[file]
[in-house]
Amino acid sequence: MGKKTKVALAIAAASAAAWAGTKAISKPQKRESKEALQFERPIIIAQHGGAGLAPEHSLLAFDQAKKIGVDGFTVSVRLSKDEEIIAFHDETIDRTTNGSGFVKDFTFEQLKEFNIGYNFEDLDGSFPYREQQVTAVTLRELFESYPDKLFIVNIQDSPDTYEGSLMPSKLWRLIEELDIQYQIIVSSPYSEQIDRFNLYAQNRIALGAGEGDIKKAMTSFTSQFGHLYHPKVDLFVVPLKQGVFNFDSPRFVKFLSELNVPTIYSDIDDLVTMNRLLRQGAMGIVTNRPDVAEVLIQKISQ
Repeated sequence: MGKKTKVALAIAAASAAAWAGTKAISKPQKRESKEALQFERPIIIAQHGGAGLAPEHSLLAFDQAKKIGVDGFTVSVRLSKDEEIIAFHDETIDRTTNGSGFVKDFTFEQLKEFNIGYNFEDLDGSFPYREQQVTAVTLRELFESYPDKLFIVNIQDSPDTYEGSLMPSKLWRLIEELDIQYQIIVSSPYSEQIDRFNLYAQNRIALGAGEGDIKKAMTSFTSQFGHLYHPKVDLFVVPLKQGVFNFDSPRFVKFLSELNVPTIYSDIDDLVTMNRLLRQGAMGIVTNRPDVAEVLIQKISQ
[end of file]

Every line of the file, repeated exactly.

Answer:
[in-house]
Amino acid sequence: MGKKTKVALAIAAASAAAWAGTKAISKPQKRESKEALQFERPIIIAQHGGAGLAPEHSLLAFDQAKKIGVDGFTVSVRLSKDEEIIAFHDETIDRTTNGSGFVKDFTFEQLKEFNIGYNFEDLDGSFPYREQQVTAVTLRELFESYPDKLFIVNIQDSPDTYEGSLMPSKLWRLIEELDIQYQIIVSSPYSEQIDRFNLYAQNRIALGAGEGDIKKAMTSFTSQFGHLYHPKVDLFVVPLKQGVFNFDSPRFVKFLSELNVPTIYSDIDDLVTMNRLLRQGAMGIVTNRPDVAEVLIQKISQ
Repeated sequence: MGKKTKVALAIAAASAAAWAGTKAISKPQKRESKEALQFERPIIIAQHGGAGLAPEHSLLAFDQAKKIGVDGFTVSVRLSKDEEIIAFHDETIDRTTNGSGFVKDFTFEQLKEFNIGYNFEDLDGSFPYREQQVTAVTLRELFESYPDKLFIVNIQDSPDTYEGSLMPSKLWRLIEELDIQYQIIVSSPYSEQIDRFNLYAQNRIALGAGEGDIKKAMTSFTSQFGHLYHPKVDLFVVPLKQGVFNFDSPRFVKFLSELNVPTIYSDIDDLVTMNRLLRQGAMGIVTNRPDVAEVLIQKISQ